Well, it depends on a lot of factors, including what you’re listening to, because there are a lot of things going on. There are a lot of avenues that have developed in my music that might be familiar sonically to someone who likes electronic music, who even listens to techno… When I play a concert, some people are picking up on that and then that’s becoming a tool, well, maybe not for piano solo… I think that electronic people would not even process it that way. So, I don’t know. Everything might be difficult for somebody. It’s really a matter of how you’re listening and experiencing rather than just treating it as a sort of easy or difficult music. Yes, there are a lot of elements in it, and that may be difficult, for instance, to people who listen to normal piano, or electronic music. But they might get a certain kind of information from it that might make it more accessible for them. I heard “electronic” people saying, “Oh, I like that because it sounds almost like electronic music in a way”. So it depends.

photo: M. Rokicka

Yes, but that makes your music even more difficult to classify.

I hope so. I’m not so into classification.

Sure, but whether you agree with it or not, you are put into this broad pigeonhole of jazz music and placed in the context of ECM.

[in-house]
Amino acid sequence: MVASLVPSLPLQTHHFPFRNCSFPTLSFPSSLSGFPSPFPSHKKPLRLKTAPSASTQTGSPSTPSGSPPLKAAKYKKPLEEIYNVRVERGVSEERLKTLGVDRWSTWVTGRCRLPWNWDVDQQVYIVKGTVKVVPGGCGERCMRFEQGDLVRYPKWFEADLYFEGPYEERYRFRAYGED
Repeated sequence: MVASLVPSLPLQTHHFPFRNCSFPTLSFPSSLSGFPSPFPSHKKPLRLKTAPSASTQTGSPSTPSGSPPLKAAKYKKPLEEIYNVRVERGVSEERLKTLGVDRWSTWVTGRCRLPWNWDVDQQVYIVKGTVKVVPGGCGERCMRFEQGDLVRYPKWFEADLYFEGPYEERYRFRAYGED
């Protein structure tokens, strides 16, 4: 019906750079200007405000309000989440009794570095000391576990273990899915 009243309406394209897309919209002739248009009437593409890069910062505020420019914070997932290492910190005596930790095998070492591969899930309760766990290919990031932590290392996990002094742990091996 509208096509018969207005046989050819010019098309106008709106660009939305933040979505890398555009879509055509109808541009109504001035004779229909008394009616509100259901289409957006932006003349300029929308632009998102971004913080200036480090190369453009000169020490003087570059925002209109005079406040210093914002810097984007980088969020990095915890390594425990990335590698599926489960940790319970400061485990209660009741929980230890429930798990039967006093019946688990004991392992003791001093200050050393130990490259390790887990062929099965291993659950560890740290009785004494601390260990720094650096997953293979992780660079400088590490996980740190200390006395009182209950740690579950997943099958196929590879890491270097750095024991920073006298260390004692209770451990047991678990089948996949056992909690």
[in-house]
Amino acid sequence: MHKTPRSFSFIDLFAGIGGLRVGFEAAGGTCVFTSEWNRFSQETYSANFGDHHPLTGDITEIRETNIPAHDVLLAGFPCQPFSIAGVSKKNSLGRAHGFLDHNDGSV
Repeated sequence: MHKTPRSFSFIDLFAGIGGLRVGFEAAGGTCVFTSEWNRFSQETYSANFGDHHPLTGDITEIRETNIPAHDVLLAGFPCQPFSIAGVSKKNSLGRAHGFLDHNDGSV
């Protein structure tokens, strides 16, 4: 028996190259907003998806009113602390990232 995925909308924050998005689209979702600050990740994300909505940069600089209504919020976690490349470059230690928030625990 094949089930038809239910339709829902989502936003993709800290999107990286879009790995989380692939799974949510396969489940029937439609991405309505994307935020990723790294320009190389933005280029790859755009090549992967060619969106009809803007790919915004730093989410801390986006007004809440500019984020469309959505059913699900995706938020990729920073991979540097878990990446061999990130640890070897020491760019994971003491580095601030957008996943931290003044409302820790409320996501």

Yeah, I guess. But from ECM I listen to a lot of New Series recordings, so I might align more with contemporary concept of music. Even though my music is improvised, it’s sonically in line with contemporary kinds of things, those kinds of composers. I think that a lot of my ECM listening, irrespective of jazz, is based on the New Series.

You’ve also taken up a project with Tomasz Stańko. What should we be expecting?

Well, Stańko has been spending a lot of time in New York, because he said that it’s something that he’d always wanted to do and he is interested in a lot of younger musicians in the New York scene. This project is reflective of that interest. He’s been investigating a lot of musicians and seeing how that can influence his music and how his music can inspire them. And it’s really that encounter with a certain kind of energy and certain kind of perspective that’s really prevalent in New York right now. I’m not so fond of the New York-centric kick, but there is a certain kind of young energy in jazz that’s really creative and really enthusiastic. And it’s really from people from everywhere. Nobody is from New York; there are musicians from Europe, from other places in the States, from South America. Everybody there is coming from somewhere else. It’s one scene. But there are many scenes like that now. Yet the New York scene has got a certain cool thing. And I think that he is tapping into that, he is finding something interesting in it. The new project is really related to him engaging with the New York scene.

And what about your plans?

In December I’m coming back to Europe and doing a solo tour. I’m not coming to Poland, unfortunately. Maybe I will some time. With another group, Michael Formanek’s group, we’re going back into the studio in December to do a recording. The plan is also to record my trio for ECM some time in spring, hopefully. There are lots of things coming up.